I grew up in a pre-war apartment building in the Bronx in the 1950s and 60s. Not the kind of place where one acquires a love of gardening and chickens. But, I spent summers in the Catskills, aka Borscht Belt, with my grandparents in a boarding house they ran along with a kosher butcher shop. My dad and I had a vegetable garden in their back yard. Next door was a poultry slaughter house. Tractor trailers loaded with chickens in crates would pull in at all hours of the day and night. Invariably, while unloading the crates, some would break and the chickens would escape into our yard. I became quite adept at catching them with a hook my grandfather made for me out of a metal coat hanger. And so I had a flock of chickens. At the end of the summer, when it was time to return to the Bronx, my grandfather taught me how to butcher them. He said if you were going to eat meat, you should know what was involved. A good lesson.
When Renate and I moved from downtown Ithaca, I couldn't wait to have a flock of chickens again. I spent hours online researching the various breeds available. I was looking for a heritage breed that was cold hardy. Seemed appropriate in keeping with what our nursery was about. I settled on Buckeyes, a large breed (8-10 lbs) developed in the 1800s by Nettie Metcalf, a farm wife from Ohio. I ordered them through the mail. We got a call from the post office the morning they arrived- in a box! They were just a couple of days old. We brought them home and set up a makeshift brooder in our basement. When they were old enough, we moved them outside to the chicken coop I built. At first, I kept them in the coop and fenced run. As they matured, I let them have free run of the property. Just in time for Japanese beetle season. They would follow me around as I weeded and pruned. I would gather a handful of Japanese beetles and call the chickens over and feed them. They gobbled them up. Soon enough, they were picking them off the roses and scratching in the mulch looking for grubs. I was thrilled... until I saw the craters they made in the rose beds digging for grubs and taking dust baths. Mulch was scattered everywhere- on the lawn and in the driveway. Ugh... About that time, I came across an essay by Suzy Verrier, of North Creek Farm. Suzy had written a book on rugosa roses and another on gallica roses. Her essay was on the advantages of the bantam breeds compared to full sized chickens in the garden. She was right.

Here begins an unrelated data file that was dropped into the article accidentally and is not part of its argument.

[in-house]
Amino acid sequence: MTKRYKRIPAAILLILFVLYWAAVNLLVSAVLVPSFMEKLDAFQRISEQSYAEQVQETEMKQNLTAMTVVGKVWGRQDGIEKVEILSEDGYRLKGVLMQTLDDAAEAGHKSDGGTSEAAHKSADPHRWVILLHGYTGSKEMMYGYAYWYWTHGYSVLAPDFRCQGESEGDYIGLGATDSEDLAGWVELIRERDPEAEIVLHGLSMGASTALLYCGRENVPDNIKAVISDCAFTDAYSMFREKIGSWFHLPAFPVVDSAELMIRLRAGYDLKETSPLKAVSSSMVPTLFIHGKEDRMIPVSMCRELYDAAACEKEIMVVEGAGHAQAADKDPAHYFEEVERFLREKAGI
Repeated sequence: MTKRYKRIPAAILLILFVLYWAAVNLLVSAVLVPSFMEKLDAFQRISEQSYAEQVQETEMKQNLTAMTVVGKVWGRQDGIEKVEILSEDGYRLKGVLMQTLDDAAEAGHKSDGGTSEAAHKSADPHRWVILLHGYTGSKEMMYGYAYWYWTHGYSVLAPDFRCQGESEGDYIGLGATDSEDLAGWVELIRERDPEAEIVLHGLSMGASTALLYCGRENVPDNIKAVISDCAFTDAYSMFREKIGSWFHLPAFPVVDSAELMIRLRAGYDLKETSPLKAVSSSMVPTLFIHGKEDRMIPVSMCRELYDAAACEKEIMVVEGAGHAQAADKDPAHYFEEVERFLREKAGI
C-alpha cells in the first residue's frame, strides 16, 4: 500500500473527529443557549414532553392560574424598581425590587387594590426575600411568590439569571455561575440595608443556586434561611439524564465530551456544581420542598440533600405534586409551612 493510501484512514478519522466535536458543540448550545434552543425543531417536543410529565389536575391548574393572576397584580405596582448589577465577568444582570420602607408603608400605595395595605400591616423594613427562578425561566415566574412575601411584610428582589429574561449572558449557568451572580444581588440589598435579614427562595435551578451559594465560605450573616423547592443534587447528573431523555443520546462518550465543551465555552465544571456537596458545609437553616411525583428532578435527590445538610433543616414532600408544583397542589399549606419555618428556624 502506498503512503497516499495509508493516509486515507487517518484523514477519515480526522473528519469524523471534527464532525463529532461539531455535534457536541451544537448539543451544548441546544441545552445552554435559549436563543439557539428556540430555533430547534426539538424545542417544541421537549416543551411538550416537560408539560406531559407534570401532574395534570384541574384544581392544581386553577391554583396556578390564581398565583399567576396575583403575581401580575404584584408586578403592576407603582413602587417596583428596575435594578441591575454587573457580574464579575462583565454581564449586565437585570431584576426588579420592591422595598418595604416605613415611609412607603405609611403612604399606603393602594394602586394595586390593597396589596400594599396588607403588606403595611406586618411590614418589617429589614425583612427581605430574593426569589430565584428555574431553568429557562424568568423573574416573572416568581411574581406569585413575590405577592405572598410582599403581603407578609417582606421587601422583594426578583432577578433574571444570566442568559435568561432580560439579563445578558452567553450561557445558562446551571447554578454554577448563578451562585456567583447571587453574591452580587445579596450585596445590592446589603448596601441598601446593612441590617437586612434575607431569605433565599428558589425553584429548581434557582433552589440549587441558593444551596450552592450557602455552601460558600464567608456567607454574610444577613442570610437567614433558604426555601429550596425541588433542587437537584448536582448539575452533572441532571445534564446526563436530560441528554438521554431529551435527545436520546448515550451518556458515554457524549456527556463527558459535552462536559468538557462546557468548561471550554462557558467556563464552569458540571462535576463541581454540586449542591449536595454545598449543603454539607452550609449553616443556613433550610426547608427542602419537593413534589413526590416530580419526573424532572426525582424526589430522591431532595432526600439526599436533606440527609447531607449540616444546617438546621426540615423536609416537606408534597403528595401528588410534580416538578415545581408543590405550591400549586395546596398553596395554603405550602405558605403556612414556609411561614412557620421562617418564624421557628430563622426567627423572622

Lucky for me, a friend, Norm Johnson, a theater professor at Ithaca College, had flock of chickens- both standard and bantam. He also raises rare color forms of peacocks. http://www.medicinetreefarm.com. Norm was working on a new color pattern in bantam cochins called Mille Fleur (thousand flowers). Seemed appropriate. And so I started with a little rooster and three hens. They weigh about 2 lbs a piece. My feed bill dropped to next to nothing. The chicken coop was so much cleaner. I wasn't hauling as much water- a great advantage in the winter. They were as voracious for Japanese beetles as the buckeyes, but did not make the mess in my roses that the Buckeyes did. Last summer, the Cochin hens went broody and hatched out some chicks. We selected the ones with the best Mille Fleur coloring and sold the rest at an auction along with most of the Buckeye flock. We now have the cutest flock of banties- two roosters (father and son) and five hens and just two buckeye hens. Our chickens decimated the Japanese beetle population over the past two years, so we had little damage done by the beetles. If your zoning allows it, give chickens a try- but start with bantams.
As William Carlos Williams says
so much depends
a red wheel
glazed with rain